Chloral Hydrate Sedation

Pediatric Sedation In many types of medical, dental and psychiatric fields, different types of sedation are sometimes used to either put the patient to sleep completely or merely loosen the patient up enough where he or she won’t become agitated during the procedure to be performed. However, when it comes to children, there are certain types of sedation that should not be given to them since their bodies are so small and not yet developed. However, there are some types of sedation that have been deemed safer than others for children and infants, and one of those is chloral hydrate.


What Is Chloral Hydrate Sedation?
Chloral hydrate sedation is one of the oldest sedation methods used in modern science. It was first introduced into the market in the late 1800s, and although there are plenty of newer methods of sedation available on the market today, many doctors still tend to choose chloral hydrate as their preferred sedation method. Part of the reason for this is because chloral hydrate is a synthetic sedative-hypnotic, which basically means that it can sedate patients without all the other potentially harmful side effects to the cardiovascular or respiratory functions. Of course, this is only true when the sedation is administered in therapeutic doses. Like any other drug, if too much is administered, it could very well have adverse side effects, but generally this type of sedation is considered to have less side effects than other sedatives like opioids. Also, chloral hydrate is administered orally, but it doesn’t necessarily put the patient to sleep. Instead, the patient merely becomes sleepy, but he or she is still conscious and responsive. While some children might fall asleep during the dental procedure, they can usually be easily woken up.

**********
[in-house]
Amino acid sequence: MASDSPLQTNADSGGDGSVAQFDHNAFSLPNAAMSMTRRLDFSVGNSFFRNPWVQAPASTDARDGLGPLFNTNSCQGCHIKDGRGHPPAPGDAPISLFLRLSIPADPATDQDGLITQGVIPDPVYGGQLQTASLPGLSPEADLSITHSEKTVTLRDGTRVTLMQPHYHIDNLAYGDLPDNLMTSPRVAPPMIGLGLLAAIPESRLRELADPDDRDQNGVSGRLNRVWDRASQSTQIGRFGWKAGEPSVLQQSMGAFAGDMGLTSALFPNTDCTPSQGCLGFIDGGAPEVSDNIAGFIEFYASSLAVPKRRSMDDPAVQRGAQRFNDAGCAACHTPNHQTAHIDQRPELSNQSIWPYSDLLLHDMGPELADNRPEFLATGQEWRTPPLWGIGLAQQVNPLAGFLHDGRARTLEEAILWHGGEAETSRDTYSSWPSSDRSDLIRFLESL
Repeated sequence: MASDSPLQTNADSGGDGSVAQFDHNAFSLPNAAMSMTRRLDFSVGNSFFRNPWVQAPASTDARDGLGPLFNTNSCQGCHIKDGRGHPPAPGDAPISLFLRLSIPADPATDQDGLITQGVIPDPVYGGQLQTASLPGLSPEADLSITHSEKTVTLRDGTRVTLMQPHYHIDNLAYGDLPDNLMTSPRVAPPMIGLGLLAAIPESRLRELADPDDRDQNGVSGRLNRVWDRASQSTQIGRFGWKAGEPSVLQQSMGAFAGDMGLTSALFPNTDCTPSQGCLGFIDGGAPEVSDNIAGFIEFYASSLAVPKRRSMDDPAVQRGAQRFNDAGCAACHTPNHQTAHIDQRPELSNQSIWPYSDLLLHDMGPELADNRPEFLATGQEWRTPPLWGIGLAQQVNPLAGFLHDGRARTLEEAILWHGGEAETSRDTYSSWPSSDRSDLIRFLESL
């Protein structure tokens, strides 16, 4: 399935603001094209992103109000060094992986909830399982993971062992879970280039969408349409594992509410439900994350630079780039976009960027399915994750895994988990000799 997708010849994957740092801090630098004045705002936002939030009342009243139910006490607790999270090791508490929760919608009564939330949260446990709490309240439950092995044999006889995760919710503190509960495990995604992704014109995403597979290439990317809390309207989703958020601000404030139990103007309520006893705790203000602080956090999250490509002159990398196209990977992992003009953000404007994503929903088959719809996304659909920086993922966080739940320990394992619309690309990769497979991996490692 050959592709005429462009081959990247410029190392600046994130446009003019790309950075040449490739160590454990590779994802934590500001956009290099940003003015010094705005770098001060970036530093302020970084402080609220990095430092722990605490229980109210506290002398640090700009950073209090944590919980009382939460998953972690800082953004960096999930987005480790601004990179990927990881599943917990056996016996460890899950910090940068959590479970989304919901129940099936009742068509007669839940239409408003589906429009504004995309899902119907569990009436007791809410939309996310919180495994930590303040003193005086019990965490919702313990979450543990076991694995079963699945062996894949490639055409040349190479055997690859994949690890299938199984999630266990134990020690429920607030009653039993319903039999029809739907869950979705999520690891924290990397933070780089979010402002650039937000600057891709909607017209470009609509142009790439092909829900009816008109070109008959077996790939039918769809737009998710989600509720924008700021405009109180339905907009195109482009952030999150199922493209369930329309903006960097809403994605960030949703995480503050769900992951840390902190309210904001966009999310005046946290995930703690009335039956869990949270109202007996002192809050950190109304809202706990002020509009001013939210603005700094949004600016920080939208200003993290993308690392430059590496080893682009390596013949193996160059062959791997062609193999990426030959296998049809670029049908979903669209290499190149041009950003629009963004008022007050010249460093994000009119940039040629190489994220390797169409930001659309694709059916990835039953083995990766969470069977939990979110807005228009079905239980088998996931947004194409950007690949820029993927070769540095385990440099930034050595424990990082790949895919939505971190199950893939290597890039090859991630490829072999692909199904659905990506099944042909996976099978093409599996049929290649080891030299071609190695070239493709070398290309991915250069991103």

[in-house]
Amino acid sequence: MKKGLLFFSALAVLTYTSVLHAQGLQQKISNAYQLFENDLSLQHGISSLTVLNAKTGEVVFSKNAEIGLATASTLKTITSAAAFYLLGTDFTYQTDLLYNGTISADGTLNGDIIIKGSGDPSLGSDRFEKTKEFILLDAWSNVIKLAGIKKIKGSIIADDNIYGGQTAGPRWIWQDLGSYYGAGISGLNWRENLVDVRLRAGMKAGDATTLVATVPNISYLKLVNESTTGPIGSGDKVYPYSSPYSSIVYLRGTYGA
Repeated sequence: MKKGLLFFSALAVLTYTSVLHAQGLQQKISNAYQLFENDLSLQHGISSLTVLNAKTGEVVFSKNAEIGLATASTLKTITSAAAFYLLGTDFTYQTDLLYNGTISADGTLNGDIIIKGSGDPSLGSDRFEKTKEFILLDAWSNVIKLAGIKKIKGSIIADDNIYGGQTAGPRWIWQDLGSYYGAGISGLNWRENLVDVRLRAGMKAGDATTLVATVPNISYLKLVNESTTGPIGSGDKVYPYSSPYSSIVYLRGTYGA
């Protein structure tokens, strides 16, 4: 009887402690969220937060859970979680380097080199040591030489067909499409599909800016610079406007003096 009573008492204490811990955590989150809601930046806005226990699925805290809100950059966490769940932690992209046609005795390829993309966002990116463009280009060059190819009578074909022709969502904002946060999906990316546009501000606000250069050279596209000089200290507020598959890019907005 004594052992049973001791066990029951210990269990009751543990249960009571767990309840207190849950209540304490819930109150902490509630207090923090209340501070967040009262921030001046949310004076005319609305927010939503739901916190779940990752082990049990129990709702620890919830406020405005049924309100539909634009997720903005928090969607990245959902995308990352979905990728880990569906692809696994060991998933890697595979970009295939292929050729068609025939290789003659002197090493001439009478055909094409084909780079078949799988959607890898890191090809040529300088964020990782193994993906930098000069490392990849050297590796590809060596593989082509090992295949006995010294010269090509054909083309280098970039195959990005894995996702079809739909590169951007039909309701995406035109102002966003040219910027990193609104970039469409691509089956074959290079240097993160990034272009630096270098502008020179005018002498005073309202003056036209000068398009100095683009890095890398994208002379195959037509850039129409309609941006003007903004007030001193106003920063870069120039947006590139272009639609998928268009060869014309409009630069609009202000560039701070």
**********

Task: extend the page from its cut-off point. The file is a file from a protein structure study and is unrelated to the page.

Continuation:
Why Is Chloral Hydrate Sedation Used in Pediatric Dentistry?
Although many children can undergo dental treatment quite well, there are others who are quite frightened of dentists and possess dental phobias. Even children who don’t possess dental phobias might find it difficult to remain still for long periods of time. Children tend to be fidgety, and a conscious sedative like chloral hydrate simply calms them and leaves them conscious without putting them into a deeply sedative state. Chloral hydrate sedation is meant to make children a bit more cooperative, have less movement throughout treatment, reduce any anxiety in the child and provide them with more comfort and relief from any pain they might otherwise have experienced without the sedation.


Is It Safe?
Chloral Hydrate Sedation While chloral hydrate sedation is overall considered to be a relatively safe form of sedation for children, parents should still discuss any medical conditions, allergies or anything else that their children suffer from with dentists before the sedation is administered to them. If children are taking any medications, that should be noted as well to ensure that the sedation doesn’t interact with any other chemicals in the child’s body. When chloral hydrate sedation is administered by a trained dentist or anesthesiologist, it is generally considered safe. The reason why only trained professionals should administer dosages is because too little might not produce enough of the desired effect while too much could produce undesired effects and present serious complications.


Supervision Is Key
After children have been sedated with chloral hydrate sedation at their dentist’s offices, parents should make sure that they monitor them constantly for the rest of the day. Because children’s bodies are much smaller than adults, whereas conscious sedation might simply leave adults feeling relaxed and a bit sleepy for the rest of the day, children are usually extremely tired and sleepy. When used on extremely small children and infants, some practitioners might recommend a device called a pulse monitor be placed on the children’s fingers or toes to monitor their breathing and oxygen levels both during and after the dental procedure. In fact, most dentists won’t even allow the children to leave until such monitoring has been done and the child is finally completely awake and fully alert.


References:


American Association of Pediatric Dentistry. “Conscious sedation of pediatric dental patients: an investigation of chloral hydrate, hydroxyzine pamoate, and meperidine vs. chloral hydrate and hydroxyzine pamoate.” Retrieved on March 3, 2016, from http://www.aapd.org/assets/1/25/hasty-13-01.pdf.


Medscape. “The use of chloral hydrate in infants and children.” Retrieved on March 3, 2016, from http://www.medscape.com/viewarticle/513402.



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